Friday, July 28, 2017

Review: The Gentleman's Guide to Vice and Virture

The Gentleman's Guide to Vice and Virtue by Mackenzi Lee
Publisher: Katherine Tegen Books
Release Date: June 27th, 2017
Source: Edelweiss
Date Read: 5/26/17 to 6/28/17
528 pages

An unforgettable tale of two friends on their Grand Tour of 18th-century Europe who stumble upon a magical artifact that leads them from Paris to Venice in a dangerous manhunt, fighting pirates, highwaymen, and their feelings for each other along the way.

Henry “Monty” Montague was born and bred to be a gentleman, but he was never one to be tamed. The finest boarding schools in England and the constant disapproval of his father haven’t been able to curb any of his roguish passions—not for gambling halls, late nights spent with a bottle of spirits, or waking up in the arms of women or men.

But as Monty embarks on his grand tour of Europe, his quest for a life filled with pleasure and vice is in danger of coming to an end. Not only does his father expect him to take over the family’s estate upon his return, but Monty is also nursing an impossible crush on his best friend and traveling companion, Percy.

Still it isn’t in Monty’s nature to give up. Even with his younger sister, Felicity, in tow, he vows to make this yearlong escapade one last hedonistic hurrah and flirt with Percy from Paris to Rome. But when one of Monty’s reckless decisions turns their trip abroad into a harrowing manhunt that spans across Europe, it calls into question everything he knows, including his relationship with the boy he adores.
I received this ARC in exchange for an honest review. Quotes taken from ARC may or may not be in the published edition.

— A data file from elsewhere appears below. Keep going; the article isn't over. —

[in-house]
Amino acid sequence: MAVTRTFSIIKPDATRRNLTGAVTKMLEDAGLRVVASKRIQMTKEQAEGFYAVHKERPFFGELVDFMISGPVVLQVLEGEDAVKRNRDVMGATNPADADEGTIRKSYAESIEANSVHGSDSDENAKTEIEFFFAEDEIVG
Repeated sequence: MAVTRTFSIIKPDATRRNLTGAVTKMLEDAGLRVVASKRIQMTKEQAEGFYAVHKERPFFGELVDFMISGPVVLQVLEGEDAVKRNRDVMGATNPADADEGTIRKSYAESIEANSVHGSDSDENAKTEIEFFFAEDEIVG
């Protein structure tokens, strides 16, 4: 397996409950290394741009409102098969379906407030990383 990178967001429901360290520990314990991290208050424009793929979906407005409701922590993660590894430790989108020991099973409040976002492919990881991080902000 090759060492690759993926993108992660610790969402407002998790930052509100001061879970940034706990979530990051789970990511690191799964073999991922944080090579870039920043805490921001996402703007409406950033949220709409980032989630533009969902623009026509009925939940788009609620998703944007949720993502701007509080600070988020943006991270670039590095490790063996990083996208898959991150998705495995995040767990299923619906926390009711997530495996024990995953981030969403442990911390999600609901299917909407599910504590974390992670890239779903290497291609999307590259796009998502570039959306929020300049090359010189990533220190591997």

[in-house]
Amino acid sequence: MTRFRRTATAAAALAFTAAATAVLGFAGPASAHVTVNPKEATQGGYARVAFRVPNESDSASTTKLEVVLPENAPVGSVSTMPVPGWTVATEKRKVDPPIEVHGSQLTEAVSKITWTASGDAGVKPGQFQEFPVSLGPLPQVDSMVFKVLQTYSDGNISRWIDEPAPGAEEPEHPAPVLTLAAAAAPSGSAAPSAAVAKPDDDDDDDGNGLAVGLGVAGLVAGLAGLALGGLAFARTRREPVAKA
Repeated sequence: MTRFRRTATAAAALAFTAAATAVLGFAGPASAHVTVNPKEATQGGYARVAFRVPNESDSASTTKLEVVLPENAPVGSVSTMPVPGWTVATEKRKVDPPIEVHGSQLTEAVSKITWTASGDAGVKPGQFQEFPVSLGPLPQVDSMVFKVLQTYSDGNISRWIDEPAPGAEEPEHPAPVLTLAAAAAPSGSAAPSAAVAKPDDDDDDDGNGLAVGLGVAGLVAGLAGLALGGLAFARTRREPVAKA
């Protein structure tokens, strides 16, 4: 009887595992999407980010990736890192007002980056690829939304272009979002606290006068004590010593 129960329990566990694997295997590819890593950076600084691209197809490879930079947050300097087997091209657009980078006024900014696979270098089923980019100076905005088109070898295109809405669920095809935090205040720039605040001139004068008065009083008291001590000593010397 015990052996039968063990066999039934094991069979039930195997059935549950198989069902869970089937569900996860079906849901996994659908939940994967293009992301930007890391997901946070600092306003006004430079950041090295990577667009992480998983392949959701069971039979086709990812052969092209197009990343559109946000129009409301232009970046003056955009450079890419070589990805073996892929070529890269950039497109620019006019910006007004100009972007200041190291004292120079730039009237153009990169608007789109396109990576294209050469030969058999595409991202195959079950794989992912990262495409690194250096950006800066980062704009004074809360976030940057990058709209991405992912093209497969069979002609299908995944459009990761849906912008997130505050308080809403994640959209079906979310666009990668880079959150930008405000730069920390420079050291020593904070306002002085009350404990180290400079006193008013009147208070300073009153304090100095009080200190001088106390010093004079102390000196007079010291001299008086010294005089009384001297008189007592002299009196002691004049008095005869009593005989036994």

Woo this book clearly took a long time to get through. And then it's pretty much been a month since I finished it, and here I am, trying to write a review. I haven't written a review in ages it seems like.

Honesty time. When I started Gentleman's Guide, I wasn't quite into it. I wasn't keen on the setting, because for some reason I am not a fan of historical Europe? Or at least France? I mean I keep replaying Assassin's Creed Unity, which takes place during the French Revolution, and I can never seem to finish it. Now I'm having doubts though. Did this book take place in France? Part of it did, I'm pretty sure.

Yet, this clearly grew on me. I came to appreciate the characters, like Monty, his sister Felicity, Percy, and their developments, which really is the best I've read in a while. Maybe this entire year. Though if you do pick up this book, just a warning that the beginning is a bit boring. The pace is a bit slow as we learn that Monty, his sister Felicity, and Percy are all going on tour to France. And I'm like, "great, that's it?" I really judged wrong, guys. Or at least too soon.

But as the novel further progressed, BAM, the plot appeared (thank you Aila for pushing me through via her review). I'm not sure why I didn't expect any adventure, but yes there are pirates, highwaymen, a seemingly impossible quest, ALCHEMY, and all around fun. Looking back from this point, the book was actually very nicely paced. I, as usual, was just being impatient (again).

Overall, very glad I requested this. And read it. I did read This Monstrous Thing last year by the same author, and I can definitely tell that her writing has improved tremendously (or maybe this just interested me more than the story of Frankenstein? Sorry) No, it's definitely the former. The dialogue in Gentleman's Guide is much more fleshed out, and of course, has so much more humor. Yay!

Bottom line. Highly recommend! Even if it does seem a bit daunting.

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